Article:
David’s been talking about the opening line in his Back to Basics series, and he’s been saying some really sharp, on target things. It made me think about opening chapters and what they are supposed to do for a book and whether different books can have different kinds of first chapters.
First, let me say that I tend to focus a lot on my first lines also. If a reader picks up the book and looks it over and is interested enough to check the first page, I want something there that will drag him or her headlong into the story, no turning back. I want to get that reader to the cash register with my book in hand, and then I want that reader to ignore his or her to be read stack in favor of my book. So I work hard on those first lines.
But after a first line, or a first paragraph, you have to have the chapter, and that’s where things are a little bit fuzzier. Henry James argued that you should set up your characters and let the readers get to know them before jumping into the action, since action grows out of character. But modern readers aren’t all that patient with those sorts of books. They want to get into the action right away–en medias res means starting in the middle of the action. That’s pretty typical of contemporary fantasies.
In fact, with contemporary fantasies, my experience has been you need to have something going on on the very first page. You can’t wait. But traditional or epic fantasy is different. You can wait a little bit to ramp up. Or can you?
With traditional fantasy, i think there’s more worldbuilding that has to happen before your readers can fully understand the conflict or action. If you toss them in on the first page and they don’t understand the context, they may shrug, or may not feel the level of tension you want them to feel.
Let’s take a quick example from The Game of Thrones (TV series, not the books, since I don’t have my books at hand). I’m not going to do spoilers. In fact I’m picking on one thing that is rather minor in some ways. Over the course of the first episodes are frequent and dire references to “winter’s coming.” And when it’s said, there’s always a somberness and a fear. But it’s not explained. So one has to ask, so what? What’s the big deal? Now on one level, we are given to understand that winter will be bad. That it is a terrible thing. But we don’t know why. We don’t know if it will bury everything under seventy feet of snow for six years, or if it will bring wraiths and wights from the north, or if it just means cold hardship for a few months until spring shows up.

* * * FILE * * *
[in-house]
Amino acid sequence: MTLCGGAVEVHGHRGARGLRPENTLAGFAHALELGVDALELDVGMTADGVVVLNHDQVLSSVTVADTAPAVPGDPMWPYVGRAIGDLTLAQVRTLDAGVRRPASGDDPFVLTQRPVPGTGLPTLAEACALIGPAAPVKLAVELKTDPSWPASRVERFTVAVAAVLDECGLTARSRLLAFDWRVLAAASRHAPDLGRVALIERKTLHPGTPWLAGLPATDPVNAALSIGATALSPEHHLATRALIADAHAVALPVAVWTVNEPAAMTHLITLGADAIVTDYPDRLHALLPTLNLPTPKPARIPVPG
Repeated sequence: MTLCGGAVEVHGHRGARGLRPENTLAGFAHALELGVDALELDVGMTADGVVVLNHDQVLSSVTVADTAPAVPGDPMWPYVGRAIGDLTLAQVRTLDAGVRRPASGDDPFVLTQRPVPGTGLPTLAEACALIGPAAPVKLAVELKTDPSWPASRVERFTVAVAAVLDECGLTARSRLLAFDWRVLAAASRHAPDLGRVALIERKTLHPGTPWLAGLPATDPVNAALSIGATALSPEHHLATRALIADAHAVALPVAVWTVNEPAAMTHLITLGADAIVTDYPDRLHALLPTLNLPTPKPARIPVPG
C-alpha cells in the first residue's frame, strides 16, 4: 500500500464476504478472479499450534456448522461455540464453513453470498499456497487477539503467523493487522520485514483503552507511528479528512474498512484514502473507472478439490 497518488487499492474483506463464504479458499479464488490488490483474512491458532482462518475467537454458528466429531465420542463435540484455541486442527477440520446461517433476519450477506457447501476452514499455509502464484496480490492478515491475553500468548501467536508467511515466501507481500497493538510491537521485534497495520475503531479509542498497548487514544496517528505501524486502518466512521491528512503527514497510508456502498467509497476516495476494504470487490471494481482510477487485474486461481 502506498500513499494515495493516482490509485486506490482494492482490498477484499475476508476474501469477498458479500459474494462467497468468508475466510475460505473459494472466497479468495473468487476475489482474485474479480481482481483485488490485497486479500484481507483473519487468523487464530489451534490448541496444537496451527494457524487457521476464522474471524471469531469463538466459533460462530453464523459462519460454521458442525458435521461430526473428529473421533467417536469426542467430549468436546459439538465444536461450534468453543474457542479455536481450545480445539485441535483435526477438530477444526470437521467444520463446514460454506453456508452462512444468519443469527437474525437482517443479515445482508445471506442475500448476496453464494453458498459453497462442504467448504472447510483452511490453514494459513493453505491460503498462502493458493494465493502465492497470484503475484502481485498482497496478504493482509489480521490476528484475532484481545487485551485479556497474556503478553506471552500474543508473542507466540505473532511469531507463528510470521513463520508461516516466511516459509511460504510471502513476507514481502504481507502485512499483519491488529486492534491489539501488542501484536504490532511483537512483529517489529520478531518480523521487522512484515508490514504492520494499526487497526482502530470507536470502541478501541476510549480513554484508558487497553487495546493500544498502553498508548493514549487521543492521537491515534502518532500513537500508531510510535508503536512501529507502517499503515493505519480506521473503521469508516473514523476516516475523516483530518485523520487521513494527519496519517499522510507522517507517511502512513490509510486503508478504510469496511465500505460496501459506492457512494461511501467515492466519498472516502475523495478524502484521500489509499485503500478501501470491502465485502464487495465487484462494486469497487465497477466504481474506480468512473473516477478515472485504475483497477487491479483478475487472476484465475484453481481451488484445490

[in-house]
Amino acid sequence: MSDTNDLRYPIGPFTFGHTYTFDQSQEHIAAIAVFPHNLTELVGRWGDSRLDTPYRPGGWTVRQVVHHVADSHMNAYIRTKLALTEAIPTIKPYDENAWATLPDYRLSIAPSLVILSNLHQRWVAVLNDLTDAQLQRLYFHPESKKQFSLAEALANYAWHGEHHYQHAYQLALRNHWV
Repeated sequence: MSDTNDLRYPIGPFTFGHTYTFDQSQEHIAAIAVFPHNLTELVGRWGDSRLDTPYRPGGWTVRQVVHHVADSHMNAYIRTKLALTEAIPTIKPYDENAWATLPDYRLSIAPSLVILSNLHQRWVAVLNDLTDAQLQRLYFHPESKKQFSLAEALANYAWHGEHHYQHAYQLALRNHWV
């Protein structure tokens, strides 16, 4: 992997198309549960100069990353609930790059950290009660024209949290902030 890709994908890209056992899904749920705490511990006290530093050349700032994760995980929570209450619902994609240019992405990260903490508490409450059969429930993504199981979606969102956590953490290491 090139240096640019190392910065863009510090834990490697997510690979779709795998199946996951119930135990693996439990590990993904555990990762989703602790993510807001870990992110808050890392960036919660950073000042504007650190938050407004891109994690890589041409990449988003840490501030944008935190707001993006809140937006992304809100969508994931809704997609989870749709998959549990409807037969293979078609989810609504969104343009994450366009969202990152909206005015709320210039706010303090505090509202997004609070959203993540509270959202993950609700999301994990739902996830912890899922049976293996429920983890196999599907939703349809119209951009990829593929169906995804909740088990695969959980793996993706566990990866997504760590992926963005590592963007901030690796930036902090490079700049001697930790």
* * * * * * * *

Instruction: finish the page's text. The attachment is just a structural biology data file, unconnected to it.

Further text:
We don’t know. And that’s a problem. We need the context. We need to know more about the Wall and the history of the place and the people. Otherwise we just don’t engage with it the way we’re supposed to. So let’s take that back to books. It’s the same thing. The openings of epic fantasy have to have action. They have to do world building. They have to set up characters and engage readers. They can take a little bit more time, but they still have to get going pretty quickly.
Writing it can be tricksy, because there is so much you have to do, and yet not confuse your readers. So first you pour it all out onto the page in a messy mass. Then you start crafting. One of your goals is to CUT. Cut everything that doesn’t have to be there to make sense of that scene, those characters and that world. Because it’s a new book and there’s so much going on, our first tendency is to overwhelm the reader with too much detail. So your first draft will have a lot of extraneous details. That doesn’t mean get rid of them altogether. Those details may need to be introduced later. But in the first chapter, only give what’s necessary for the reader to understand and engage in the moment.
So cut. Or as my editor once said, Prune Generously. Then go back and figure out what the reader needed to know that didn’t get put in there. Flesh those bits out. It all sounds much easier than it is, and for me, I don’t look at that first chapter again until I’m either well into the book, or finished. Because I usually don’t know what the first chapter needs entirely until I’m all the way through. So don’t spend a lot of time polishing that chapter when you may end up tossing it all or rejiggering it or adding in a ton.
It’s not until the end of all this that I go back through and really look hard at that opening page and try to punch it up as much as possible in terms of action, or voice, or something to really engage readers. I try to launch questions that they need answers to–why is that person scared? Who is the dead body? Why did she hide from her brother? My experience is that reader tastes are changing and they demand more action more quickly than they used to. It used to be that you could wait a couple of chapters before really kicking up the action. I don’t think you can do that anymore. Readers aren’t that patient.
Opening pages and opening chapters are critical. Make sure yours is a good one, but remember that it can take awhile for it to take shape. Don’t get hung up on it, trying to make it perfect before you keep going. Just hold your nose and write until you get through the book and can see what that first chapter really needs.